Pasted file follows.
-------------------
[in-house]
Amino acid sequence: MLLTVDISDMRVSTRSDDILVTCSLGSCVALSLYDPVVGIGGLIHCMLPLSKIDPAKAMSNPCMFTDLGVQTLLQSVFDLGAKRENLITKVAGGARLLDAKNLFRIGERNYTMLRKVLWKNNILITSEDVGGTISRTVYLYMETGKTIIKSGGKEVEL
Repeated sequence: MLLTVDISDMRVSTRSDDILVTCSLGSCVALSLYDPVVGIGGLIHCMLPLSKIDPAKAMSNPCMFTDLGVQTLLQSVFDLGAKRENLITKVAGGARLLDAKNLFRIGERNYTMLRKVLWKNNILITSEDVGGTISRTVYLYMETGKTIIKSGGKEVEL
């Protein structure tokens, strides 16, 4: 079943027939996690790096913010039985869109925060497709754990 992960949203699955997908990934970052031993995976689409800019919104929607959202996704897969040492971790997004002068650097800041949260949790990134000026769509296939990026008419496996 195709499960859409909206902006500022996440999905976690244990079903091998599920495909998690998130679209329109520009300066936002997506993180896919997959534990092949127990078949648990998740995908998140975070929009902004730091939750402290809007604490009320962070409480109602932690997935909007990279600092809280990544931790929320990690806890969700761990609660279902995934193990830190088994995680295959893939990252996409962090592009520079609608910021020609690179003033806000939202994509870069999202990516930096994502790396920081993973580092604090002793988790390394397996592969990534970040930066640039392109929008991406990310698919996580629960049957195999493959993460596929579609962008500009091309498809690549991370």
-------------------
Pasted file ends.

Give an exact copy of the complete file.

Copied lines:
[in-house]
Amino acid sequence: MLLTVDISDMRVSTRSDDILVTCSLGSCVALSLYDPVVGIGGLIHCMLPLSKIDPAKAMSNPCMFTDLGVQTLLQSVFDLGAKRENLITKVAGGARLLDAKNLFRIGERNYTMLRKVLWKNNILITSEDVGGTISRTVYLYMETGKTIIKSGGKEVEL
Repeated sequence: MLLTVDISDMRVSTRSDDILVTCSLGSCVALSLYDPVVGIGGLIHCMLPLSKIDPAKAMSNPCMFTDLGVQTLLQSVFDLGAKRENLITKVAGGARLLDAKNLFRIGERNYTMLRKVLWKNNILITSEDVGGTISRTVYLYMETGKTIIKSGGKEVEL
């Protein structure tokens, strides 16, 4: 079943027939996690790096913010039985869109925060497709754990 992960949203699955997908990934970052031993995976689409800019919104929607959202996704897969040492971790997004002068650097800041949260949790990134000026769509296939990026008419496996 195709499960859409909206902006500022996440999905976690244990079903091998599920495909998690998130679209329109520009300066936002997506993180896919997959534990092949127990078949648990998740995908998140975070929009902004730091939750402290809007604490009320962070409480109602932690997935909007990279600092809280990544931790929320990690806890969700761990609660279902995934193990830190088994995680295959893939990252996409962090592009520079609608910021020609690179003033806000939202994509870069999202990516930096994502790396920081993973580092604090002793988790390394397996592969990534970040930066640039392109929008991406990310698919996580629960049957195999493959993460596929579609962008500009091309498809690549991370």